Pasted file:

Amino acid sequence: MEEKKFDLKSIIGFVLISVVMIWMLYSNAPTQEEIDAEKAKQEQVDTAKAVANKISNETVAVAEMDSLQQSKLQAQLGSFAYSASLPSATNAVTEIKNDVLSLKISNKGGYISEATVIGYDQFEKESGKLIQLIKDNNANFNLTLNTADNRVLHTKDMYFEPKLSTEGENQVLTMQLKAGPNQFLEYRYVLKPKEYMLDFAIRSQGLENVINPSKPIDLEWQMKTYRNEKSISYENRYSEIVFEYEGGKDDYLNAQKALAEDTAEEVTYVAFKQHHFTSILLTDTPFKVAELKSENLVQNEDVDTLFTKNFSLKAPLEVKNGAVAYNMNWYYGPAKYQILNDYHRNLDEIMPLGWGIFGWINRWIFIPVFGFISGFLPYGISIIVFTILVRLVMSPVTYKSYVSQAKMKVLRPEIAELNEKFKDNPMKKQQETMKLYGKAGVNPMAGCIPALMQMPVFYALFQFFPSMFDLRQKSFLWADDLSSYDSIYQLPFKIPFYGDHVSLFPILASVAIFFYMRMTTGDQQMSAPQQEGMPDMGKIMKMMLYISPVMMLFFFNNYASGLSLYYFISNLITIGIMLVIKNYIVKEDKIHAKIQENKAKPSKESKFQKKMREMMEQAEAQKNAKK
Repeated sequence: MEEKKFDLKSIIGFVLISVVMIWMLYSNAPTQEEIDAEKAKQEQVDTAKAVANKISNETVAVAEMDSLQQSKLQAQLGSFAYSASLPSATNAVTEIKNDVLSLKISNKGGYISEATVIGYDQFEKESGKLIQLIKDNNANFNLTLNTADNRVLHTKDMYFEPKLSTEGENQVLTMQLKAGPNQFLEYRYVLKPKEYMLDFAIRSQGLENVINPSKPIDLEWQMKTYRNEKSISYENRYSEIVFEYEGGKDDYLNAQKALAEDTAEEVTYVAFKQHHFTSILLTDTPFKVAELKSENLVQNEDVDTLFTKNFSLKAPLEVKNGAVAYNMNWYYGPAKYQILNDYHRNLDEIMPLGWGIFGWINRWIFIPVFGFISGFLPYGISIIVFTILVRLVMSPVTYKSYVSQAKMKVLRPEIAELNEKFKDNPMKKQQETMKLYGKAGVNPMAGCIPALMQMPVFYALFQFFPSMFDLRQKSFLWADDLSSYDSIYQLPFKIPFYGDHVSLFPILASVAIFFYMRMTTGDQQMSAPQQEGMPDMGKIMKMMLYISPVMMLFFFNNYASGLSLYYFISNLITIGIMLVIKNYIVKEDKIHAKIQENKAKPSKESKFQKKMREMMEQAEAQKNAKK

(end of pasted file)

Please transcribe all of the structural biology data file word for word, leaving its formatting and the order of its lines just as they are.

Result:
Amino acid sequence: MEEKKFDLKSIIGFVLISVVMIWMLYSNAPTQEEIDAEKAKQEQVDTAKAVANKISNETVAVAEMDSLQQSKLQAQLGSFAYSASLPSATNAVTEIKNDVLSLKISNKGGYISEATVIGYDQFEKESGKLIQLIKDNNANFNLTLNTADNRVLHTKDMYFEPKLSTEGENQVLTMQLKAGPNQFLEYRYVLKPKEYMLDFAIRSQGLENVINPSKPIDLEWQMKTYRNEKSISYENRYSEIVFEYEGGKDDYLNAQKALAEDTAEEVTYVAFKQHHFTSILLTDTPFKVAELKSENLVQNEDVDTLFTKNFSLKAPLEVKNGAVAYNMNWYYGPAKYQILNDYHRNLDEIMPLGWGIFGWINRWIFIPVFGFISGFLPYGISIIVFTILVRLVMSPVTYKSYVSQAKMKVLRPEIAELNEKFKDNPMKKQQETMKLYGKAGVNPMAGCIPALMQMPVFYALFQFFPSMFDLRQKSFLWADDLSSYDSIYQLPFKIPFYGDHVSLFPILASVAIFFYMRMTTGDQQMSAPQQEGMPDMGKIMKMMLYISPVMMLFFFNNYASGLSLYYFISNLITIGIMLVIKNYIVKEDKIHAKIQENKAKPSKESKFQKKMREMMEQAEAQKNAKK
Repeated sequence: MEEKKFDLKSIIGFVLISVVMIWMLYSNAPTQEEIDAEKAKQEQVDTAKAVANKISNETVAVAEMDSLQQSKLQAQLGSFAYSASLPSATNAVTEIKNDVLSLKISNKGGYISEATVIGYDQFEKESGKLIQLIKDNNANFNLTLNTADNRVLHTKDMYFEPKLSTEGENQVLTMQLKAGPNQFLEYRYVLKPKEYMLDFAIRSQGLENVINPSKPIDLEWQMKTYRNEKSISYENRYSEIVFEYEGGKDDYLNAQKALAEDTAEEVTYVAFKQHHFTSILLTDTPFKVAELKSENLVQNEDVDTLFTKNFSLKAPLEVKNGAVAYNMNWYYGPAKYQILNDYHRNLDEIMPLGWGIFGWINRWIFIPVFGFISGFLPYGISIIVFTILVRLVMSPVTYKSYVSQAKMKVLRPEIAELNEKFKDNPMKKQQETMKLYGKAGVNPMAGCIPALMQMPVFYALFQFFPSMFDLRQKSFLWADDLSSYDSIYQLPFKIPFYGDHVSLFPILASVAIFFYMRMTTGDQQMSAPQQEGMPDMGKIMKMMLYISPVMMLFFFNNYASGLSLYYFISNLITIGIMLVIKNYIVKEDKIHAKIQENKAKPSKESKFQKKMREMMEQAEAQKNAKK